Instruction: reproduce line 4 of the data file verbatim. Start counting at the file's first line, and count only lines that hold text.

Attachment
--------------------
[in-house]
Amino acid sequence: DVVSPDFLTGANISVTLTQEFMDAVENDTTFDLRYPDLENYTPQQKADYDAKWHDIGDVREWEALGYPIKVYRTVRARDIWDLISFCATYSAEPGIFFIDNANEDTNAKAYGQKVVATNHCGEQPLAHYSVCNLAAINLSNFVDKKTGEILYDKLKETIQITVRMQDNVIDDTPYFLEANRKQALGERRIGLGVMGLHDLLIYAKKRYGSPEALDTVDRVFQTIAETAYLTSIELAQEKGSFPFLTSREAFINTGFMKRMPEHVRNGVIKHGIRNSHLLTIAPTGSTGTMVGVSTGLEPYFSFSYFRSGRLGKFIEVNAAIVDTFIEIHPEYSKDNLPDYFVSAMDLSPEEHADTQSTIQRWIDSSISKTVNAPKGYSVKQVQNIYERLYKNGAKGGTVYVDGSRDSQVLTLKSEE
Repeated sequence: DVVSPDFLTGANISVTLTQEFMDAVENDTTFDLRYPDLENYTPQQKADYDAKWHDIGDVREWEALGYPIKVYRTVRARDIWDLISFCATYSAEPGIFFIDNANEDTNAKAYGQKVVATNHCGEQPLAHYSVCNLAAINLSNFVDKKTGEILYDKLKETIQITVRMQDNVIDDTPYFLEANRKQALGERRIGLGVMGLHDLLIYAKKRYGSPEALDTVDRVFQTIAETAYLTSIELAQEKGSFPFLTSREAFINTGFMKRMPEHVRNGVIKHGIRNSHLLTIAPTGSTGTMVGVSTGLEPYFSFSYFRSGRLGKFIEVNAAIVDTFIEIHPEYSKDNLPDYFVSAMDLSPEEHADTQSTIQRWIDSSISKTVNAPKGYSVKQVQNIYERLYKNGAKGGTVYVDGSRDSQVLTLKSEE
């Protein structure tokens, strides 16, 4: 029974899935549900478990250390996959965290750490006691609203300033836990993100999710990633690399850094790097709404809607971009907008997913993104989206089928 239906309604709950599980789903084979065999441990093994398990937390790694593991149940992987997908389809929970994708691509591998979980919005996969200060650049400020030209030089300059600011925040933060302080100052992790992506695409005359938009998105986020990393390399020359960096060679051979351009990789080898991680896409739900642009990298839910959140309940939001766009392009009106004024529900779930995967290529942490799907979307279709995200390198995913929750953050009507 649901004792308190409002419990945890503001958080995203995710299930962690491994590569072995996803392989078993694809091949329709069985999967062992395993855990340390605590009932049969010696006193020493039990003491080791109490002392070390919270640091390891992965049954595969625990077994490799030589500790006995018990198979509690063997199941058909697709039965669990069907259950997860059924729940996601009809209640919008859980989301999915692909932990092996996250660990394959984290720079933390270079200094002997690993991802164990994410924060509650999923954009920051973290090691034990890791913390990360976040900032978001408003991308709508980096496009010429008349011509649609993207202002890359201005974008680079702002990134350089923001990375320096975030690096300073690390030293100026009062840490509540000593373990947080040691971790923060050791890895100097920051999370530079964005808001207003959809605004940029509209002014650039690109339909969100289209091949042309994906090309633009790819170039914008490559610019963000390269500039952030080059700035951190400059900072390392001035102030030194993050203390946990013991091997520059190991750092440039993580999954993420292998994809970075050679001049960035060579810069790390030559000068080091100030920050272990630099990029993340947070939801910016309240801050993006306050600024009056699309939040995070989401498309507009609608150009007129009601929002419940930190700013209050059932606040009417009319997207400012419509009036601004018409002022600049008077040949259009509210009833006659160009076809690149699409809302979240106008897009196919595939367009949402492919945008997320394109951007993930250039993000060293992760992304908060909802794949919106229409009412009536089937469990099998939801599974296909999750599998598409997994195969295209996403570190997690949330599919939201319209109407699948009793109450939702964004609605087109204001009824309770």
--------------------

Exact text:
């Protein structure tokens, strides 16, 4: 029974899935549900478990250390996959965290750490006691609203300033836990993100999710990633690399850094790097709404809607971009907008997913993104989206089928 239906309604709950599980789903084979065999441990093994398990937390790694593991149940992987997908389809929970994708691509591998979980919005996969200060650049400020030209030089300059600011925040933060302080100052992790992506695409005359938009998105986020990393390399020359960096060679051979351009990789080898991680896409739900642009990298839910959140309940939001766009392009009106004024529900779930995967290529942490799907979307279709995200390198995913929750953050009507 649901004792308190409002419990945890503001958080995203995710299930962690491994590569072995996803392989078993694809091949329709069985999967062992395993855990340390605590009932049969010696006193020493039990003491080791109490002392070390919270640091390891992965049954595969625990077994490799030589500790006995018990198979509690063997199941058909697709039965669990069907259950997860059924729940996601009809209640919008859980989301999915692909932990092996996250660990394959984290720079933390270079200094002997690993991802164990994410924060509650999923954009920051973290090691034990890791913390990360976040900032978001408003991308709508980096496009010429008349011509649609993207202002890359201005974008680079702002990134350089923001990375320096975030690096300073690390030293100026009062840490509540000593373990947080040691971790923060050791890895100097920051999370530079964005808001207003959809605004940029509209002014650039690109339909969100289209091949042309994906090309633009790819170039914008490559610019963000390269500039952030080059700035951190400059900072390392001035102030030194993050203390946990013991091997520059190991750092440039993580999954993420292998994809970075050679001049960035060579810069790390030559000068080091100030920050272990630099990029993340947070939801910016309240801050993006306050600024009056699309939040995070989401498309507009609608150009007129009601929002419940930190700013209050059932606040009417009319997207400012419509009036601004018409002022600049008077040949259009509210009833006659160009076809690149699409809302979240106008897009196919595939367009949402492919945008997320394109951007993930250039993000060293992760992304908060909802794949919106229409009412009536089937469990099998939801599974296909999750599998598409997994195969295209996403570190997690949330599919939201319209109407699948009793109450939702964004609605087109204001009824309770």